Socialism and corporations without the aid of the coercive state are voluntary economic agreements that could conceivably coexist in peace. Anarcho-capitalism and anarcho-socialism are not necessarily mutually exclusive. With the power of the state, however, state corporatism and state socialism become the greatest enemies to human freedom, redistributing wealth, empowering the elites, and fostering war. As the Progressive socialists at the turn of the 20th Century called for business regulations, huge domestic infrastructure projects, and imperialistic adventures, the corporations that stood to benefit were more than happy to oblige.
And so it is today. Just as stateless socialism and stateless capitalism can peacefully coexist, state socialism and state corporatism can coexist through the force of law. In fact, they feed off each other in a relationship of co-dependence. The augmentation of Medicare with Bush's prescription drug giveaway last December was the largest expansion of the welfare state since Lyndon Johnson. It is also a huge subsidy to pharmaceutical corporations. Social welfare, much of the time, is corporate welfare. And at the end of the day, the welfare statists and the corporatists can pat themselves on the back, even as they complain publicly that it is the other side that really won.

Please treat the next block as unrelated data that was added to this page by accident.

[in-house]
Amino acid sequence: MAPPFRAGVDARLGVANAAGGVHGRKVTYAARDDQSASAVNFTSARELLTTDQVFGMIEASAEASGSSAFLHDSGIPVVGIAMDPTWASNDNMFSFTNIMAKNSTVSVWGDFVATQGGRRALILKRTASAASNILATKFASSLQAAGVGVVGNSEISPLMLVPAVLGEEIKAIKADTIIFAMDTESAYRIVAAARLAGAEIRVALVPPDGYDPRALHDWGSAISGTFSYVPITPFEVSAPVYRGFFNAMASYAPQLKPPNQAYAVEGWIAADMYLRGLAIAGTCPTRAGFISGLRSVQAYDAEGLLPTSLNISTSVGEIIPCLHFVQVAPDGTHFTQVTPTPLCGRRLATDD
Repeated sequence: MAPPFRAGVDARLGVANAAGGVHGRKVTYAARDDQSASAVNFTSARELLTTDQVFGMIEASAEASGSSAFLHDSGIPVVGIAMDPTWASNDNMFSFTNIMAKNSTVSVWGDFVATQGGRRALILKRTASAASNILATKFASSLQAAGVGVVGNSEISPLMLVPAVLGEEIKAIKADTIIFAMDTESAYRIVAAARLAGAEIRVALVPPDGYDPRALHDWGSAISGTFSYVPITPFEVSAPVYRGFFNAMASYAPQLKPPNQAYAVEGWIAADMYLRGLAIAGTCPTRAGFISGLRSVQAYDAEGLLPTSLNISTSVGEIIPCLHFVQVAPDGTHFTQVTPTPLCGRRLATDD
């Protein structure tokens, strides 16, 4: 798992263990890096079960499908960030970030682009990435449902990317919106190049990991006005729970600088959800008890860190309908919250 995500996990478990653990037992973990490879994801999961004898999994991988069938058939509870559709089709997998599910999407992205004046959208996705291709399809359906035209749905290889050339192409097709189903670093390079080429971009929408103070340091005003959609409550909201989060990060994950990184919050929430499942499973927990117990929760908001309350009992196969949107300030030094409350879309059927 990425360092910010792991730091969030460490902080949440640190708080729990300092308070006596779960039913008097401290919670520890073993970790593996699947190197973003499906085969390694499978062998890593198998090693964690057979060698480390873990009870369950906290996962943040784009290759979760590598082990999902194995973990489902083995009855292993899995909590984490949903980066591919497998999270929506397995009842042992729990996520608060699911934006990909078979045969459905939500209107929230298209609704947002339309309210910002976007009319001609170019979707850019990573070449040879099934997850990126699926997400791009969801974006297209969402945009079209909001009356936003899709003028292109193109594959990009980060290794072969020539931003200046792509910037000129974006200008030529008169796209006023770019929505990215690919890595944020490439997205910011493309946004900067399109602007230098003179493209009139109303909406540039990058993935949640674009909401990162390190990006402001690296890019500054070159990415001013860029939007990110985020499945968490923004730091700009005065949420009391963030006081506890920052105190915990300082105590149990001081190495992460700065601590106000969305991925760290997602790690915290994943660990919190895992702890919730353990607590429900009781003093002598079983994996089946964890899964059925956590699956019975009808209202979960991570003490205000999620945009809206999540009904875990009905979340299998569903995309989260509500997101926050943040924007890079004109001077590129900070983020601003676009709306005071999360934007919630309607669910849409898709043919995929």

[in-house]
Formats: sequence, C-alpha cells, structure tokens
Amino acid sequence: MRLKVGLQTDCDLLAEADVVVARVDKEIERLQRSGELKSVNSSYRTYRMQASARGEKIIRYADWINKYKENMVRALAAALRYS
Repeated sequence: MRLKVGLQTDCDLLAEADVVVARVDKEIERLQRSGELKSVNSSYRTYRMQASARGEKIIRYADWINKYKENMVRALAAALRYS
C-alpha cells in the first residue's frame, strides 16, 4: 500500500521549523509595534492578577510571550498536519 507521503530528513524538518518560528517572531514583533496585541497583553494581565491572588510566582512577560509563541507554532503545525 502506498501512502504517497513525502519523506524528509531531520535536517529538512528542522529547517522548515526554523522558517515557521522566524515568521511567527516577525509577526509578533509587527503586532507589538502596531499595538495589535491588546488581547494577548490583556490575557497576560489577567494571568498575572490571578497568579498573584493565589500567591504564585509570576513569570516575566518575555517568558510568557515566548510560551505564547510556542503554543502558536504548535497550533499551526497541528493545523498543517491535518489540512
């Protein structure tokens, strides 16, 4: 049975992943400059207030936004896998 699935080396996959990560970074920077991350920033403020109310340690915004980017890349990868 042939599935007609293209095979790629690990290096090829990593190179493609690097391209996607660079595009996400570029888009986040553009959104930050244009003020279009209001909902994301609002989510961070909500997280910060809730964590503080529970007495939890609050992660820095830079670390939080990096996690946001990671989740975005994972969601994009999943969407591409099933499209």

There is a single word that basically sums up what I mean when I say 'corporate state socialism,' and that is: mercantilism. We should revive that word, too, but when we describe what it means I suggest we say 'corporate state socialism.'
It is very useful to say 'corporatism' and 'socialism' in the same breath. It will disarm your leftist friends, and perplex your conservative ones. What the true individualist seeks is a world in which all these labels lose their violent connotations ' a world in which 'capitalists' and 'socialists' can live with the rest of us in peace, not worrying about the other camp using the power of the state to impose its values, and not feeling like they must preemptively use the power of the state to impose their values instead.
In the end, state capitalists and state socialists will always find enough common ground to work together. They'll continue to advance a corporate state socialism that no peaceful, freedom-loving individual wants. And so the rest of us, who reject the state and are willing to put all our other nominal differences aside, must stick together, at least in our attempts to push back the wave of statism imposed on us by the authoritarian socialists and state capitalists of all parties and all stripes.